Marks Paneth Comprehensive Annual Financial Report Shows $32.2 Million In Fund Balance
Rockland County has grown its Unassigned Fund Balance in the General Fund from $6.2 million in 2017 to just over $32 million in 2018,” according to the Marks Paneth Comprehensive Annual Financial Report.
“This is a huge step forward for the fiscal stability of Rockland despite the approximately $13.5 million deficit bond payment we much make every year,” said County Executive Ed Day.
When Day office in 2014, the county had a $138 million deficit, and the County Legislature took out a $96 million deficit reduction bond. Rockland pays nearly $13.5 million on the bond yearly through 2023.
The CAFR, prepared by independent auditors’ Marks Paneth who were hired by the Rockland County Legislature, showed an unassigned fund balance of $32,294,051 for 2018. The 2017 CAFR showed an unassigned fund balance of $6,257,864, and the report was awarded the Government Finance Officers Association Certificate of Achievement for Excellence in Financial Reporting.
The Certificate of Achievement is a prestigious national award-recognizing conformance with the highest standards for preparation of state and local government reports.
The report credited increased revenues, decreased expenditures and continued controlling of expenses across County Government for the growth of the General Fund.
“The County will continue to conservatively estimate future sales tax revenue while we hold the line on expenses,” said Day. “It is only with the help of our dedicated employees, department heads, commissioners, unions and the Rockland County Legislature that together we have been able to accomplish so much in such a short amount of time. We have brought Rockland back from the brink of insolvency.”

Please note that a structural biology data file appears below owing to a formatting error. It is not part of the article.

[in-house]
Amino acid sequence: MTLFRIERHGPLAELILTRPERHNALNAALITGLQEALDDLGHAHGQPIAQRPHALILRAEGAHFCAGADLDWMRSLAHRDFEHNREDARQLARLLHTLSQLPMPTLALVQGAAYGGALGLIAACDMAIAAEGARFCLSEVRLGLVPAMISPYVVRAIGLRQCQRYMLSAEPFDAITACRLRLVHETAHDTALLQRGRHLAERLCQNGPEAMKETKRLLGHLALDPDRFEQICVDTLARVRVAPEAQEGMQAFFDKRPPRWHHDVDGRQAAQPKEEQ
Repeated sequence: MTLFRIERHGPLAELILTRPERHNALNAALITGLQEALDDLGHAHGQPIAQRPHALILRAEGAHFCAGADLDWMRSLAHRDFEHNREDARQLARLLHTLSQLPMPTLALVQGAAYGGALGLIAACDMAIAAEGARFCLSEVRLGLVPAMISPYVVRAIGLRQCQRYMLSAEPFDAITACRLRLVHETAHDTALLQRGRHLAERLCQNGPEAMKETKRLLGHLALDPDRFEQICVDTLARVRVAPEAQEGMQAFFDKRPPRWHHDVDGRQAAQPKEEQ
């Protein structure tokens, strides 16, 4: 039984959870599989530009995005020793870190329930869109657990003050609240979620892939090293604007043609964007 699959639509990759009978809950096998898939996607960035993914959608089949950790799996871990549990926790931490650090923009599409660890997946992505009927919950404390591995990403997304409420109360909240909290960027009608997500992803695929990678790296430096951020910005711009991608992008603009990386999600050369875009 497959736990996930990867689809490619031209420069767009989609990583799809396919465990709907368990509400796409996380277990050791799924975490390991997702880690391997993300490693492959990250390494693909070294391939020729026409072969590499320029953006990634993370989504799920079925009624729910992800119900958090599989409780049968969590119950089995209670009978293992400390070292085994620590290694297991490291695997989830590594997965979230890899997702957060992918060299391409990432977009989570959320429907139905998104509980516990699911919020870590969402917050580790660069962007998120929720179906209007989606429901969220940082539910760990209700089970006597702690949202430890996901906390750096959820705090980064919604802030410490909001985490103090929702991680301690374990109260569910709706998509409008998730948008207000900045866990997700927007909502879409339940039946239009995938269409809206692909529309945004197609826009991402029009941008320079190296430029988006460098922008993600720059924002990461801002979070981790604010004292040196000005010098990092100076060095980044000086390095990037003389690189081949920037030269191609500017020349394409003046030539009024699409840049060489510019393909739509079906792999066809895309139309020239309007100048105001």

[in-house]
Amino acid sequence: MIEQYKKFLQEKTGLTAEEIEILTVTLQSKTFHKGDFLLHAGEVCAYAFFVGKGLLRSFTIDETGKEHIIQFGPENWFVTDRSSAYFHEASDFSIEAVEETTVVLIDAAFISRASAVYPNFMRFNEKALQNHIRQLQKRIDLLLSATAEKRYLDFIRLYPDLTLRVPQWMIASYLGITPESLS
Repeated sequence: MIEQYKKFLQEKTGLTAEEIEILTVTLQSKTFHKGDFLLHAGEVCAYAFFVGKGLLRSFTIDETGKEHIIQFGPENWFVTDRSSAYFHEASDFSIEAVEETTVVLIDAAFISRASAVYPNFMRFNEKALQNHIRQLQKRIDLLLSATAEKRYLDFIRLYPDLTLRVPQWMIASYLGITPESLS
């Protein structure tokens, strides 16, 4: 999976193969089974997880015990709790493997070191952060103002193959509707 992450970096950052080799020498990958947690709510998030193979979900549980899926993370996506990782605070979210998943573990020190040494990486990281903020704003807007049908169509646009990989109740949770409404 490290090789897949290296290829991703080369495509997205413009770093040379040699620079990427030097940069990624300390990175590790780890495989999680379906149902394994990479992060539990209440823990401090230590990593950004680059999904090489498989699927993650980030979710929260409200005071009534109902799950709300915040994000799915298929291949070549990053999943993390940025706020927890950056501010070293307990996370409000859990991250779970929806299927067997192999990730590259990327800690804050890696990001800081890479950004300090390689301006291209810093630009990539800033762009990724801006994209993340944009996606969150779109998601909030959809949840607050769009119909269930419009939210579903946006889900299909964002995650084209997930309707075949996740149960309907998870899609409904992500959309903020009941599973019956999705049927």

According to Commissioner of Finance Stephen DeGroat, in 2018, the County of Rockland generated an increase in total sales tax revenues of 5.1% from the previous year, due in part to a strengthening economy and increased local economic development efforts.
“After many years of hard work, careful and conservative budgeting and cash flow management we have become a stronger and more financially sound county that will benefit all of our residents,” said Day. “Our actions, combined with a growing economy, set the stage for continued fiscal improvement. This is represented not only by our current positive funds but by the recent bond rating increases and affirmations received by the county.
“Over the last 5 ½ years we have made some difficult choices but they are paying dividends,” said Ed Day. “However, we have a long way to go until we reach full financial strength.”
General government accounting principles requires the county to have a fund balance of between $50 million and $80 million to be rated fiscally healthy.